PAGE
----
Story at a glance

  • April 27, 2020— a research team in France published a study in which they found a link between Cycle threshold (Ct) values and contagiousness of SARS-CoV-2. They found that those who tested positive with Ct values > 33 were unable to spread the virus because the viral load was too low.
  • December 14, 2020— a research team from University of Florida found that patients who tested positive for SARS-CoV-2 but remained asymptomatic did not spread the virus to their house members, despite homes being the location with the highest transmission rates.
  • On the same day (December 14, 2020)— World Health Organization released their first ‘medical device alert’ regarding PCR assay usage at testing sites.
  • January 20, 2021— World Health Organization re-issues their medical device alert, reminding testing sites to manually reset their PCR thresholds to a lower value to avoid misdiagnoses and to closely observe the clinical presentation of positively-diagnosed patients.
  • The extensive studies and research show that those who are asymptomatic will test positive with a Ct value > 35, and be non-contagious. 

Flashback to April, 2020

Only a little more than a month after World Health Organization (W.H.O.) declared the novel coronavirus a pandemic on March, 11, researchers in France revealed an important correlation between Cycle threshold values and the contagiousness of SARS-CoV-2.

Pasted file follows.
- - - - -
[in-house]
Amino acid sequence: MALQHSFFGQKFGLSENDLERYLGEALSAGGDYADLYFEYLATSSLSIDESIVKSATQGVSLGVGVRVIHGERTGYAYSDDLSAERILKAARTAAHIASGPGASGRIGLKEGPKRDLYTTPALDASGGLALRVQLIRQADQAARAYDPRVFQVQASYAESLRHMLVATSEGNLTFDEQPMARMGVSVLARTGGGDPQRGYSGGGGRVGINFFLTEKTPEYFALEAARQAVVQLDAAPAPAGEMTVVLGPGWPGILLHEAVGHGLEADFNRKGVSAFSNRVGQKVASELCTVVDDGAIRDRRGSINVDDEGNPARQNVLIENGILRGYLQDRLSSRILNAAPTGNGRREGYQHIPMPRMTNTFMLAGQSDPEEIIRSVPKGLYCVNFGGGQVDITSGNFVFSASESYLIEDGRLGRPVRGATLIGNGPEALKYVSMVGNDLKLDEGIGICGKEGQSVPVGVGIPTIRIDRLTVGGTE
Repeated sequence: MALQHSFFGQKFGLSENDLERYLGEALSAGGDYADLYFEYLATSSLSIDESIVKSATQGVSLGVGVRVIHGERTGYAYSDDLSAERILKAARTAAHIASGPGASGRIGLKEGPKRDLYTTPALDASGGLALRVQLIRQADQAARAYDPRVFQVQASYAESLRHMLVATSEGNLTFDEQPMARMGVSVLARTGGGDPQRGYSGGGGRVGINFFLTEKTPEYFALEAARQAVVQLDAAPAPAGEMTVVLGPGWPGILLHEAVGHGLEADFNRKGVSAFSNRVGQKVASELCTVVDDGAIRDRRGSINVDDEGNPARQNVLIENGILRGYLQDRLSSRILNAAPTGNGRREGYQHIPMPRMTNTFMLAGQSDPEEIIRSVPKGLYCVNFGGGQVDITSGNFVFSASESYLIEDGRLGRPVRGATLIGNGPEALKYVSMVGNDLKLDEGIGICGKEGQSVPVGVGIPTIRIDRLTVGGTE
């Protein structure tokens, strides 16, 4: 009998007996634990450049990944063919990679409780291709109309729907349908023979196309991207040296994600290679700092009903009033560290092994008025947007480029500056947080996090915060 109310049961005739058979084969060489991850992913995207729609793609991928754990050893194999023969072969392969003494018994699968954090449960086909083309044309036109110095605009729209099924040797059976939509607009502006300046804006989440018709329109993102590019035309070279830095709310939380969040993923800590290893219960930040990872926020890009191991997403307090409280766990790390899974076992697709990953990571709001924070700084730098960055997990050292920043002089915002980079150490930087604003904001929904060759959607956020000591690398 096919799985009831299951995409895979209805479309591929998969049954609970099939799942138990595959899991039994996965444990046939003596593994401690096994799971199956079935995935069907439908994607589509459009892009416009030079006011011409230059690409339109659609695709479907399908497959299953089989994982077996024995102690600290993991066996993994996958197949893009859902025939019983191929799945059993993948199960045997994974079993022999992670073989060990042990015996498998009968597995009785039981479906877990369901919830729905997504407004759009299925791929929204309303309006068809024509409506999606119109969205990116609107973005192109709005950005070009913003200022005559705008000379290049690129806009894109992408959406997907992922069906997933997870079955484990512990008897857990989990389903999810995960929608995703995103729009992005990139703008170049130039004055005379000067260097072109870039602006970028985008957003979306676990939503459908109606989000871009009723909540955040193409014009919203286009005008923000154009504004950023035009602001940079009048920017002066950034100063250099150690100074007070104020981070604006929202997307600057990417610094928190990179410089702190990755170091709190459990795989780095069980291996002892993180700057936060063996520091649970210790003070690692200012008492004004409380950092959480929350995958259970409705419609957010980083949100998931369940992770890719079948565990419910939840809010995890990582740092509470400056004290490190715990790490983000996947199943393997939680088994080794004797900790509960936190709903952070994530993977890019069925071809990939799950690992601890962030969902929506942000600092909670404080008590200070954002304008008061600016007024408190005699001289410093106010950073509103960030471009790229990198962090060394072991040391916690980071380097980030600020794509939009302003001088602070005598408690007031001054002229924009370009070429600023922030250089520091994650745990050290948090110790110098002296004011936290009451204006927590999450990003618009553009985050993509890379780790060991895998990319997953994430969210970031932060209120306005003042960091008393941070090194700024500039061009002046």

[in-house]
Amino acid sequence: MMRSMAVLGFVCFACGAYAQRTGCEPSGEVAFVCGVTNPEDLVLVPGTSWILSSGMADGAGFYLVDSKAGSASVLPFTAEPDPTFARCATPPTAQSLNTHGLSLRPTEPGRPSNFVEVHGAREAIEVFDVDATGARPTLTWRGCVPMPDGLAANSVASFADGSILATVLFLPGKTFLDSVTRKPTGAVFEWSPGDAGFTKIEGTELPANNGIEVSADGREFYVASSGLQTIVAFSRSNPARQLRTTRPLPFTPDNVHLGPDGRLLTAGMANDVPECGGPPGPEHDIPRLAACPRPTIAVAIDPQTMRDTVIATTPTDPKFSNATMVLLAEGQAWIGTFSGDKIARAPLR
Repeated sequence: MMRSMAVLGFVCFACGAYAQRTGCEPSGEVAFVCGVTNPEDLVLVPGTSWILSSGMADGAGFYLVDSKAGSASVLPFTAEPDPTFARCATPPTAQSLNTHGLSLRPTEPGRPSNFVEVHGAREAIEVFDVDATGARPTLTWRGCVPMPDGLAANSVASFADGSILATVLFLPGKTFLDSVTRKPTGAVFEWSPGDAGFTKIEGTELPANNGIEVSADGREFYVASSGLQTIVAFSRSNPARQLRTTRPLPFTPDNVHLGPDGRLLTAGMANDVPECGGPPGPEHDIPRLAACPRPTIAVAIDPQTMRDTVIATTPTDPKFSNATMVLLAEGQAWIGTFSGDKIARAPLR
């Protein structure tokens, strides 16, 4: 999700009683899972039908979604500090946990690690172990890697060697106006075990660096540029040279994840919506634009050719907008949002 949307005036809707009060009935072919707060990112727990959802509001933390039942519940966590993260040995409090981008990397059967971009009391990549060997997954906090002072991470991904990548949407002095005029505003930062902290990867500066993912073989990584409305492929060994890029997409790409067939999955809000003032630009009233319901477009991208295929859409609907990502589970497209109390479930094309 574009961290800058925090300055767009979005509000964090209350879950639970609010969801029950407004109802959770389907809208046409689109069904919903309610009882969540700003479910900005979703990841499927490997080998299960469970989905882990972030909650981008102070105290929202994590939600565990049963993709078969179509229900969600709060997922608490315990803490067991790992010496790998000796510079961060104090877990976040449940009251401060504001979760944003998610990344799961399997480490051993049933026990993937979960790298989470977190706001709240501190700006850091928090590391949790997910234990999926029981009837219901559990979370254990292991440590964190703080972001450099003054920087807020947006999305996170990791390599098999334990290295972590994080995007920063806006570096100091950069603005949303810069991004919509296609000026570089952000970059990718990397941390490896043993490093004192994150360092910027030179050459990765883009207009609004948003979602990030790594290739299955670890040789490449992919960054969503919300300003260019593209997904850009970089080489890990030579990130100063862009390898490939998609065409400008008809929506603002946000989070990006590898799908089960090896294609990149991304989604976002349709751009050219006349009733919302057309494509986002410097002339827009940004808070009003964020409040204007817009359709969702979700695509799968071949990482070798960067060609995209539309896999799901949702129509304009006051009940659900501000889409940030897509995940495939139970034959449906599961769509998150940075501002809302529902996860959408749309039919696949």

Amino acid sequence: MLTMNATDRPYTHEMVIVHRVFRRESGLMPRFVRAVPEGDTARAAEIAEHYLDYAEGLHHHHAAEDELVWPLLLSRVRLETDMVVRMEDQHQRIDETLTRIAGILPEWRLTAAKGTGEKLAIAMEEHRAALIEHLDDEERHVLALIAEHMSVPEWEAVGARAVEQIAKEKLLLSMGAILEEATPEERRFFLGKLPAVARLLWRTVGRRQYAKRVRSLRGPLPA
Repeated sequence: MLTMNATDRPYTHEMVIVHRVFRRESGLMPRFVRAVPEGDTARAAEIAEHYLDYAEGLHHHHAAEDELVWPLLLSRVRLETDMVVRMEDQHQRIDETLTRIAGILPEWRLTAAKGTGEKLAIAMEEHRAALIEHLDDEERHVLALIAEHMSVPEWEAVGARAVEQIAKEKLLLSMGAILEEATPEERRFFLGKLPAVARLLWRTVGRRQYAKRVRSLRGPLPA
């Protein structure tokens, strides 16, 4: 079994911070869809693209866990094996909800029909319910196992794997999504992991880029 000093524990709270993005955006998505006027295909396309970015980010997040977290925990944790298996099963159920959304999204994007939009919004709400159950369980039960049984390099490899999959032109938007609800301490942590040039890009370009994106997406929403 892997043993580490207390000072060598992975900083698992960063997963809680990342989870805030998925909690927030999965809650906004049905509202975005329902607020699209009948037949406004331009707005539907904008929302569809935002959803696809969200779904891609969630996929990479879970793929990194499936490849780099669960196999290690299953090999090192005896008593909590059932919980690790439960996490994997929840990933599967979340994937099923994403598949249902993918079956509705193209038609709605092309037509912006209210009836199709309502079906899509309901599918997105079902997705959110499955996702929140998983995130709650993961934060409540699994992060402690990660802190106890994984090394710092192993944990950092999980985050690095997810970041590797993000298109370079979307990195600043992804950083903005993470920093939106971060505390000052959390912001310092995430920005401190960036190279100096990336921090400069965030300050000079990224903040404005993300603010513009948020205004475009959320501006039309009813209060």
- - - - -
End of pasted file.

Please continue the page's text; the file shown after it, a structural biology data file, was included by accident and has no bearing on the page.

Cycle threshold (Ct) is “…the number of cycles needed to amplify viral RNA to reach a detectable level.”(1)

In other words, Ct values are the metric used in diagnostic testing to reveal whether someone has traces of a virus in their system or not. The most important aspect of a Ct value is the fact that it is inversely proportional to the viral load (the concentration of virus in blood). Which means that the more cycles it takes to detect viral RNA, the smaller the viral load will be.

On April 27, 2020, researchers from the Méditerranée Infection University Hospital Institute in Marseille, France, observed the relationship between a patient’s Ct value and their chances of being contagious.

To complete their research effectively, they placed samples (which had tested positive for a SARS-CoV-2 and been through the PCR testing process) on cultures to effectively measure the positivity rate of the culture.

What they found was that “Samples with Ct values of 13-17 all led to positive culture. Culture positivity rate then decreased progressively according to Ct values to reach 12% at 33 Ct.”(2)

This means that samples with higher Ct values were unable to produce a positive rate on the culture. Which in turn proves that positive tests found through Ct values > 33 are not contagious.

Their consensus says, “we can deduce that with our system, patients with Ct values equal or above 34 do not excrete infectious viral particles.”

Dr. Anthony Fauci himself stated in a July 2020 interview with TWiV (This Week in Virology), that “What is now sort of evolving into a bit of a standard, is that if you get a cycle threshold of 35 or more that the chances of it being replication competent are miniscule.”(3)

The researchers go on to say, “We propose that each center perform its own correlation between culture results and viral RNA load from patients’ samples.”